During the past few days, public outcry and abortion advocacy have surged since POLITICO leaked an initial draft majority opinion repudiating federal constitutional protections of abortion rights. Images of abortion advocacy from the 1970 and ’80s have been circulating on social media – ranging from Barbara Kruger’s iconic “Your Body is a Battle Ground” to the devastating photograph of Gerri Santoro who was found dead in a hotel room after trying to administer a home-abortion. Visual and creative advocacy is a vital tool to raise awareness of the importance of access to reproductive care.
In an election editorial published in 2017, Annabel Keenan uses the resurfacing of images to draw attention to the cyclicality of social and political issues surrounding women’s rights and bodily autonomy.
This weekend, May 6th-8th, the reproductive health festival Abortion Stories will take place in Tompkins Square Park and Cindy Rucker Gallery. The festival encourages participation – Christine Clifford will be taking ‘interior photographs’ of volunteers. A tagline of the project is: “everyone is pink inside.” StoryCorp will be recording abortion stories. Both at Cindy Rucker Gallery. There will be a tent in Thompson Square Park with material allowing participants to thank abortion providers and conversations will take place led by clinicians. Illustrating the despair many feel, but also offering a way forward festival director Cassandra Neyenesch, a writer, holds a handwritten sign stating: “It makes me feel more powerful and hopeful when I am doing something” in a photograph on the website.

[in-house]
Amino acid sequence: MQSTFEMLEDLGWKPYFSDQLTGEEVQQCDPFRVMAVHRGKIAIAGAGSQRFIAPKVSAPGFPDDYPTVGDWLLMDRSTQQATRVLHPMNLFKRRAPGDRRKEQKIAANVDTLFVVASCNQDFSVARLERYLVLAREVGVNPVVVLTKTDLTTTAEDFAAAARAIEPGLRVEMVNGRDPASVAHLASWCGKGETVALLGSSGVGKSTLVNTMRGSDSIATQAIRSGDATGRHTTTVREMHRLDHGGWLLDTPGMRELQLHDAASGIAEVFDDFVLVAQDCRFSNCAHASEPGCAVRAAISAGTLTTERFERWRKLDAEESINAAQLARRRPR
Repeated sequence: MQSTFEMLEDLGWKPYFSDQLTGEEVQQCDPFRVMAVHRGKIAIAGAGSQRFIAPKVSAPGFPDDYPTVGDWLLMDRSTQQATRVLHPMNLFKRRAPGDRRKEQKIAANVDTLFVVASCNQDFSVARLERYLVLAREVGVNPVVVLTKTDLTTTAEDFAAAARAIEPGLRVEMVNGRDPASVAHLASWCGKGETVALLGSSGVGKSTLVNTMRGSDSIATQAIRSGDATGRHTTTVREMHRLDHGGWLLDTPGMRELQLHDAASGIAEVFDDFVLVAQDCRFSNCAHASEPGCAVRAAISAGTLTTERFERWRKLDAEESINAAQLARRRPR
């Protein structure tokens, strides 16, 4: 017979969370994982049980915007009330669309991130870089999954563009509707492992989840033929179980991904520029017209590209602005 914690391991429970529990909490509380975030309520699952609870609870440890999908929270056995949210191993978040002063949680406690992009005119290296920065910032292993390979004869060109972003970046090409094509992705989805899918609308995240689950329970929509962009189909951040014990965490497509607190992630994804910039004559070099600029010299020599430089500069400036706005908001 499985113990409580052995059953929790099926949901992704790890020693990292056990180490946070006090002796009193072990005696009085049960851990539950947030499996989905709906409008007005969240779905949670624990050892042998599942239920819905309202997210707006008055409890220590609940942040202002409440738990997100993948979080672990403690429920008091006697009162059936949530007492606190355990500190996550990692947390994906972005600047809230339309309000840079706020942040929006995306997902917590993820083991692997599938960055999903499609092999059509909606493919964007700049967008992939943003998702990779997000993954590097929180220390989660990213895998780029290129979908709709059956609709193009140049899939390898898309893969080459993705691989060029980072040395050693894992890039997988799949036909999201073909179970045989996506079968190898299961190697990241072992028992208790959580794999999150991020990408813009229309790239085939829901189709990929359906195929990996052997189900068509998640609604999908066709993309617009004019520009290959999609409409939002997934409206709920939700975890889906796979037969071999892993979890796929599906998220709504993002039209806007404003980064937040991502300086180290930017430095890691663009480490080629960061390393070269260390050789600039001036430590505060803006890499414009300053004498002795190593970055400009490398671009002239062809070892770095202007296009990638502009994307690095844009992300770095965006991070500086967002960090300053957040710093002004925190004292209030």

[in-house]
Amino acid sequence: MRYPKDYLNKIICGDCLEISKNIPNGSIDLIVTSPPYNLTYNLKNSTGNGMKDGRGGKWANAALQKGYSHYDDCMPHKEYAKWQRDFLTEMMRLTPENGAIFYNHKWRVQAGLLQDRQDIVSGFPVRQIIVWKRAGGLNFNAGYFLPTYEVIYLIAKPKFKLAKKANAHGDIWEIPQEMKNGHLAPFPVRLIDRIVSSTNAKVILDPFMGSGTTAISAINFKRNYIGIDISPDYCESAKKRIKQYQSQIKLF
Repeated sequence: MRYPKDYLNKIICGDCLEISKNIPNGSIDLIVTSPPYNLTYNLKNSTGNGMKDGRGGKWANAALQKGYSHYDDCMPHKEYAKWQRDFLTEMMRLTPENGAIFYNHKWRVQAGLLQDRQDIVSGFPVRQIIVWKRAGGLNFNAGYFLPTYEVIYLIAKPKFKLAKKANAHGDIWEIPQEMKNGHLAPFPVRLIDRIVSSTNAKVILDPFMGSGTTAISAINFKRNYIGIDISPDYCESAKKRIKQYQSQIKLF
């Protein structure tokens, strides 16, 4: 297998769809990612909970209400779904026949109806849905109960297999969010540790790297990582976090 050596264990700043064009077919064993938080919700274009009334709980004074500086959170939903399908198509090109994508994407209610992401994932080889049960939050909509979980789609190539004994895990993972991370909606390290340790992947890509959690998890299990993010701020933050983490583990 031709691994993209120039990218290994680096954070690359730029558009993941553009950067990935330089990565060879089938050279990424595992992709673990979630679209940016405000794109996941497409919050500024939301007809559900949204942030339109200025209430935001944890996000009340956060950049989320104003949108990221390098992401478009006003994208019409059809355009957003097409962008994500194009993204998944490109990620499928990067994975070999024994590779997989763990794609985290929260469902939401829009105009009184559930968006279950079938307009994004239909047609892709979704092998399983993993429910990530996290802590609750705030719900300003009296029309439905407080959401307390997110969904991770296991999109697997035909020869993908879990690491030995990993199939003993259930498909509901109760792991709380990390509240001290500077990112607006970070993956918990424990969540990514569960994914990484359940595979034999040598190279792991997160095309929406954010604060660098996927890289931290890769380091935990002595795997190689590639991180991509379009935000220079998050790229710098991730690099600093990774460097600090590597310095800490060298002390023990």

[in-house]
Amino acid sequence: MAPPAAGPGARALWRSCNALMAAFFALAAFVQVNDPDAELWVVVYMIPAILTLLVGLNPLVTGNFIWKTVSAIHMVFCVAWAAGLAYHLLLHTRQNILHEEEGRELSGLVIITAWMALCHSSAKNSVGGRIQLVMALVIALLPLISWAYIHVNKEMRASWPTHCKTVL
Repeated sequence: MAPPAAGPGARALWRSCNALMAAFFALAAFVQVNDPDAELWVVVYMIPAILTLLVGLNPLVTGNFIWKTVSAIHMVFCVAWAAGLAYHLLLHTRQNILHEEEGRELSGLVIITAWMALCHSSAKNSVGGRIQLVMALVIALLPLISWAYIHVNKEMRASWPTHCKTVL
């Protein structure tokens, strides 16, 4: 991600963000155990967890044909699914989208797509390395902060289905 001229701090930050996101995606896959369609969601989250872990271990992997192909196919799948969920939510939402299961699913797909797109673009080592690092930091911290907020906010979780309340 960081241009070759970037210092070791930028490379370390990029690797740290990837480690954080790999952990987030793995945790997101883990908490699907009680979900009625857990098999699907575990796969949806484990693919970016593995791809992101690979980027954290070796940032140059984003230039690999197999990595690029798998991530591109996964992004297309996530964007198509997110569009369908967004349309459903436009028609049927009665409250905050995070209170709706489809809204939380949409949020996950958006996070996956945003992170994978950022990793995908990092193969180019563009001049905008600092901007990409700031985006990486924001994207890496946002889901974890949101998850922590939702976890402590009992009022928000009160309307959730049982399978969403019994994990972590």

The gallery will present a group show and zines by Becky Bailey, Christen Clifford, Lena Chen, Morgan Cousins, Rebecca Goyette, Rachel Gita Karp, Darryl LaVare, Lydia Nobles, Shout Your Abortion BK, and Cat Tyc will be on sale. Molly Gaebe and Jacey Powers will do readings. Limiting access to abortion is a devastating attack on our civil rights. It will affect gender equity and will thereby have a negative impact on the whole population.
As many advocates remind us, politicians have been chipping away at access to abortion for several years. Fifty-nine states passed abortion restrictions in 2019 and Texas banned abortion rights after six weeks earlier this year. Thereafter, Florida, Kentucky, and Mississippi also attacked abortion access curbing women to make choices about their reproductive health. These limitations are not supported by the majority of the country’s population.
In an article published by ARTnews on Thursday, Marilyn Minter highlights that less than 30% of the general population wants to see Roe vs. Wade overturned. She encourages folks to raise money for Democratic candidates to who will support abortion rights while asking voters to turn up at the polls in November. Others encourage donations to local organizations that help provide women care in states that are hit by restrictions. Minter is a long-term supporter of Planned Parenthood and reproductive health advocacy.